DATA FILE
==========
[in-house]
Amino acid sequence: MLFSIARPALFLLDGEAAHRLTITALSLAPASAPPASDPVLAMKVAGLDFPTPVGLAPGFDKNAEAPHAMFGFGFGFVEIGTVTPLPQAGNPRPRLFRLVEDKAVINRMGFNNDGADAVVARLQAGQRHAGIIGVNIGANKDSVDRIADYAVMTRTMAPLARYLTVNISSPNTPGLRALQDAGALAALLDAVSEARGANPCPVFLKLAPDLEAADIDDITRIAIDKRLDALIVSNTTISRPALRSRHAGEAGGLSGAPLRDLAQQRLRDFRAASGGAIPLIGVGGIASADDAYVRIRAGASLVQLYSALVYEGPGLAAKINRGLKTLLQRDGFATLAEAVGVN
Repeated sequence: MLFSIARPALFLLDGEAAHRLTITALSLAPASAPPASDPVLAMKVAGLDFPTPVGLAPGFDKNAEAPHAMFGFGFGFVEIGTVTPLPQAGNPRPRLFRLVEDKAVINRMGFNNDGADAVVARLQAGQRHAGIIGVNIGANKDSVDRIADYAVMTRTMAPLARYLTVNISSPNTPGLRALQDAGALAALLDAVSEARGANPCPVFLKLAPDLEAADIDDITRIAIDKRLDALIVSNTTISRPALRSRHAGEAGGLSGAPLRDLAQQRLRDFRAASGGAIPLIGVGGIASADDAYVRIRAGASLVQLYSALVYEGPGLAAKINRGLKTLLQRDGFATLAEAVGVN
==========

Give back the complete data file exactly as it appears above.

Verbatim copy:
[in-house]
Amino acid sequence: MLFSIARPALFLLDGEAAHRLTITALSLAPASAPPASDPVLAMKVAGLDFPTPVGLAPGFDKNAEAPHAMFGFGFGFVEIGTVTPLPQAGNPRPRLFRLVEDKAVINRMGFNNDGADAVVARLQAGQRHAGIIGVNIGANKDSVDRIADYAVMTRTMAPLARYLTVNISSPNTPGLRALQDAGALAALLDAVSEARGANPCPVFLKLAPDLEAADIDDITRIAIDKRLDALIVSNTTISRPALRSRHAGEAGGLSGAPLRDLAQQRLRDFRAASGGAIPLIGVGGIASADDAYVRIRAGASLVQLYSALVYEGPGLAAKINRGLKTLLQRDGFATLAEAVGVN
Repeated sequence: MLFSIARPALFLLDGEAAHRLTITALSLAPASAPPASDPVLAMKVAGLDFPTPVGLAPGFDKNAEAPHAMFGFGFGFVEIGTVTPLPQAGNPRPRLFRLVEDKAVINRMGFNNDGADAVVARLQAGQRHAGIIGVNIGANKDSVDRIADYAVMTRTMAPLARYLTVNISSPNTPGLRALQDAGALAALLDAVSEARGANPCPVFLKLAPDLEAADIDDITRIAIDKRLDALIVSNTTISRPALRSRHAGEAGGLSGAPLRDLAQQRLRDFRAASGGAIPLIGVGGIASADDAYVRIRAGASLVQLYSALVYEGPGLAAKINRGLKTLLQRDGFATLAEAVGVN